At the beginning of any course, be it seminar or lecture, we see the establishment of a hierarchy amongst students: there are the ones who speak up, the ones who ask questions, and the ones who fall to wayside and remain quiet. Here are some ways to avoid being silenced, feeling intimidated, or missing out on class participation credit:
1. The beginning of the class sets the tone for the rest of the semester. If you can, speak up early; commenting at least once during the first week of a seminar helps you settle in and get more comfortable with talking to your classmates.
2. During the beginning of a lecture course, don’t be afraid to ask questions. There is an unspoken assumption amongst students that asking a question is somehow connected in some mysterious, vague way to a person’s intelligence; this is false. Chances are, the topics you’re confused about are also confusing to 50% of the class. Be inquisitive! That’s how knowledge works!
3. Seminars are notorious for cyclic, unconnected comments. Instead of holding on to one nugget of information to contribute to the discussion when it’s somewhat relevant, try something radical: listen to what your peers are saying and respond directly. LOOK THEM IN THE EYE. Start a discussion with the people at the table; talk to THEM, not the professor. Chances are once you realize that a) you have a basic agree/disagree opinion about everything and b) you can set the tone for conversation, the seminar is your oyster! Your professor will definitely take note.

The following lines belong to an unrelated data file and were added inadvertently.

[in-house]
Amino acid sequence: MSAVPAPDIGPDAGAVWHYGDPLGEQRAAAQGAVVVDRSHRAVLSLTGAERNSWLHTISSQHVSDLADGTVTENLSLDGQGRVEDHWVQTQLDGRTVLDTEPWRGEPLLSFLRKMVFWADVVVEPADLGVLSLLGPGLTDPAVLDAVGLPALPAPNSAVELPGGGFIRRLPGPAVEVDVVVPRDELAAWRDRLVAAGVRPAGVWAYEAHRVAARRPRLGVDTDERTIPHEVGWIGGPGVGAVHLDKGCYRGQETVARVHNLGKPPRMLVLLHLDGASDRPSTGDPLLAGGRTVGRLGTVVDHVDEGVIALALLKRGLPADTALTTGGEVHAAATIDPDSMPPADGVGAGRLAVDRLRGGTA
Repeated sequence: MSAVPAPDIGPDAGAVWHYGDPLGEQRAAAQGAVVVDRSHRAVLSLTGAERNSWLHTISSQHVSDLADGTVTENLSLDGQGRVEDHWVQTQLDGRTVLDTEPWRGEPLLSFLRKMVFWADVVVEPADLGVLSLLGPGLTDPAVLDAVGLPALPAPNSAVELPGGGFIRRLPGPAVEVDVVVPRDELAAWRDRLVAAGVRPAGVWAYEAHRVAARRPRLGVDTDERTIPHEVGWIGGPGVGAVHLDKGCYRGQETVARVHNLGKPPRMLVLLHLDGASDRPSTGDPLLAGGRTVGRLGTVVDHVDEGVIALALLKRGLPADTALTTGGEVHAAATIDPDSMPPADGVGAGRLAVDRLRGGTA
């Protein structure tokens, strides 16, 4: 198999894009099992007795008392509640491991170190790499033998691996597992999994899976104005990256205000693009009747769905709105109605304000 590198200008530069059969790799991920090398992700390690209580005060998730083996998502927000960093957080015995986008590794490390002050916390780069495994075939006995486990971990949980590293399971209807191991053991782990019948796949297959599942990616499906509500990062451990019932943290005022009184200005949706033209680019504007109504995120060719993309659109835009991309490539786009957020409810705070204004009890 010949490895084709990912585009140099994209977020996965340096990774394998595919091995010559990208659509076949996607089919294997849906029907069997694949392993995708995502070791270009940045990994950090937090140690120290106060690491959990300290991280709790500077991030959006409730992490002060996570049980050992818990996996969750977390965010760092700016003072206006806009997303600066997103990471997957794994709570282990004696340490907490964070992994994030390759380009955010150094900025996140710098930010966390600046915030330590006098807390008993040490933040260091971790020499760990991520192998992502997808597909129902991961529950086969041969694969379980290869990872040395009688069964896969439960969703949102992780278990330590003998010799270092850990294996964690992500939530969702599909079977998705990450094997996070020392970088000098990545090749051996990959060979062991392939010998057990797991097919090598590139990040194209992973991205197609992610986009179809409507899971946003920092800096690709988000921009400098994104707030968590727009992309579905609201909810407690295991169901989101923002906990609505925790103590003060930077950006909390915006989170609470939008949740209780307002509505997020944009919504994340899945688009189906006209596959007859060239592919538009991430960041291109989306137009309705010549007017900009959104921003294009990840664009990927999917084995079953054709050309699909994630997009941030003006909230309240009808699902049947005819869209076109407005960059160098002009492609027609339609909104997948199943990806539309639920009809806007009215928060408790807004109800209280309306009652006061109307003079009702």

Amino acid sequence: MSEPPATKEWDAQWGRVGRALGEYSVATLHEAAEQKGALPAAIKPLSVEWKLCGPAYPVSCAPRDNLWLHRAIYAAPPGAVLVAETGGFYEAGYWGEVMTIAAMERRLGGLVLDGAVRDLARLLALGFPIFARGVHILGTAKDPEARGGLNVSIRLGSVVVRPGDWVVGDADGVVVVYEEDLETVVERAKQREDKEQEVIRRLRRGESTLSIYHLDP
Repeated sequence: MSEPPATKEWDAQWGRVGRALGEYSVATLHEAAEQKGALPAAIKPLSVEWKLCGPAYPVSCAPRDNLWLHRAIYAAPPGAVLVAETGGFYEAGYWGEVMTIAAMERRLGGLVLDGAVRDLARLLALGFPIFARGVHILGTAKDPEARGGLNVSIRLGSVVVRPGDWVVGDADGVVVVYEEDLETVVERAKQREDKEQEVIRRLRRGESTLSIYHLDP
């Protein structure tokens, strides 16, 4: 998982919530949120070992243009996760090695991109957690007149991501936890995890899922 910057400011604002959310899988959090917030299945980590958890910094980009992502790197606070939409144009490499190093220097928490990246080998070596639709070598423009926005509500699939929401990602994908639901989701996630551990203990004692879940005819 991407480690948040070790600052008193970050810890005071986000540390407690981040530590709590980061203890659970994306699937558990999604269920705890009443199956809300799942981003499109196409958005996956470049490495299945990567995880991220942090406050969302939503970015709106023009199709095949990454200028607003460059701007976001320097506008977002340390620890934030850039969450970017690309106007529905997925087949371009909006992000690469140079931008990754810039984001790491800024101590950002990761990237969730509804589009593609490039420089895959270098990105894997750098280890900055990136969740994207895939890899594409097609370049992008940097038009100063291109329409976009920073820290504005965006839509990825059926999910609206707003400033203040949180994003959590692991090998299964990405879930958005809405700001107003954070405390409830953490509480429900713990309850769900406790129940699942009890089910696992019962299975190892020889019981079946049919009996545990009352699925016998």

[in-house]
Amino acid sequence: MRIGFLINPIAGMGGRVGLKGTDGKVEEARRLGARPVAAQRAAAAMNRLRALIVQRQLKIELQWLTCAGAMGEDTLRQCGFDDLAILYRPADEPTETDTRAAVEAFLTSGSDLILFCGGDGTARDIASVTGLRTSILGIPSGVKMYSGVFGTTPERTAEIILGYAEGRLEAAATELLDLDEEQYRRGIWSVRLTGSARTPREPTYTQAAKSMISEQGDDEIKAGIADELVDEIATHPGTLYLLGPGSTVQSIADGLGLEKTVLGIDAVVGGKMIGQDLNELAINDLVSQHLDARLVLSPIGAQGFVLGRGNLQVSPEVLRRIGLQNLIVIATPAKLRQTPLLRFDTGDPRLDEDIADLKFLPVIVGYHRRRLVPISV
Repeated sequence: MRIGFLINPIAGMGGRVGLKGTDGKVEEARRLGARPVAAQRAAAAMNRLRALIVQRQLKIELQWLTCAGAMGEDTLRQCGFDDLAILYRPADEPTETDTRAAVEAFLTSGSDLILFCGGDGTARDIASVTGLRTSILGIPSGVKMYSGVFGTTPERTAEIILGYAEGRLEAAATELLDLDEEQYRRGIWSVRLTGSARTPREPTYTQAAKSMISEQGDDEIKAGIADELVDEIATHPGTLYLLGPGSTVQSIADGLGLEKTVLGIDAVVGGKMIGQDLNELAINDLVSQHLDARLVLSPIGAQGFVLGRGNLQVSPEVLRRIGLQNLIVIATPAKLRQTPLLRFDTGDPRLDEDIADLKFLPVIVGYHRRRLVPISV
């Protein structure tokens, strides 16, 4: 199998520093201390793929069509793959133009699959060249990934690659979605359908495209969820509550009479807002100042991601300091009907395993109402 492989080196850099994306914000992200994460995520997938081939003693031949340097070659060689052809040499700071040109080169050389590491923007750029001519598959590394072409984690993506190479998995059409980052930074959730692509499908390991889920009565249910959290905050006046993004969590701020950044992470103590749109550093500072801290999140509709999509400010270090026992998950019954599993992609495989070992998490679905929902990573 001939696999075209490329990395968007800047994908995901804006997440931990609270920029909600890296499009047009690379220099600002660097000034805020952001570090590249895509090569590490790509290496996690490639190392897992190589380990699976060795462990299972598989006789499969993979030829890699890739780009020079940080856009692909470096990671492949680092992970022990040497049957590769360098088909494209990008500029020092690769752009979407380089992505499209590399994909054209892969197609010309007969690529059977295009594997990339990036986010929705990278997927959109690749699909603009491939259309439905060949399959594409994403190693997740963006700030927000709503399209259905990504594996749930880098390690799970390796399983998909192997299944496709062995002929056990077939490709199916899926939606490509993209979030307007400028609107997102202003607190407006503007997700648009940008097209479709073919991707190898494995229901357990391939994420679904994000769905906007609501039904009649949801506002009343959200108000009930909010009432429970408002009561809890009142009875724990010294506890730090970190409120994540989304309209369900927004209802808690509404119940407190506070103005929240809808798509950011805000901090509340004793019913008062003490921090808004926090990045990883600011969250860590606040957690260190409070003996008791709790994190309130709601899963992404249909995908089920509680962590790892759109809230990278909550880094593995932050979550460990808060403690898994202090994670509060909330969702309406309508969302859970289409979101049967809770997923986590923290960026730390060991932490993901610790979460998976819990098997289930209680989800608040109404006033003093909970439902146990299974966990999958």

4. Don’t be afraid to approach your professor after class or during office hours early to establish some type of familiarity. In a lecture of 150 students, each face is hard to remember in connection with a name, so make sure to talk to them at some point. LTP: professors are also human beings.
5. DO NOT, and I repeat, DO NOT leave online response quotas for last minute, and don’t presume that because you’re online you can put in less effort. if your professor uses the courseworks discussion section for questions, comments or debates, dig into it just as you would in the classroom. Your professor reads all the contributions and often incorporates your ideas, so give them something to think about!
Remember, we’re here to learn and grow as thinkers. That means enjoying a good, spirited discussion or leaving a lecture fascinated by the material: on a deeper level, it means discovering a new way of knowing. Be open-minded when approaching a new subject or radically different material – you’ll be impressed by how much more you can accomplish.
And if all else fails, that’s what the shopping period is for.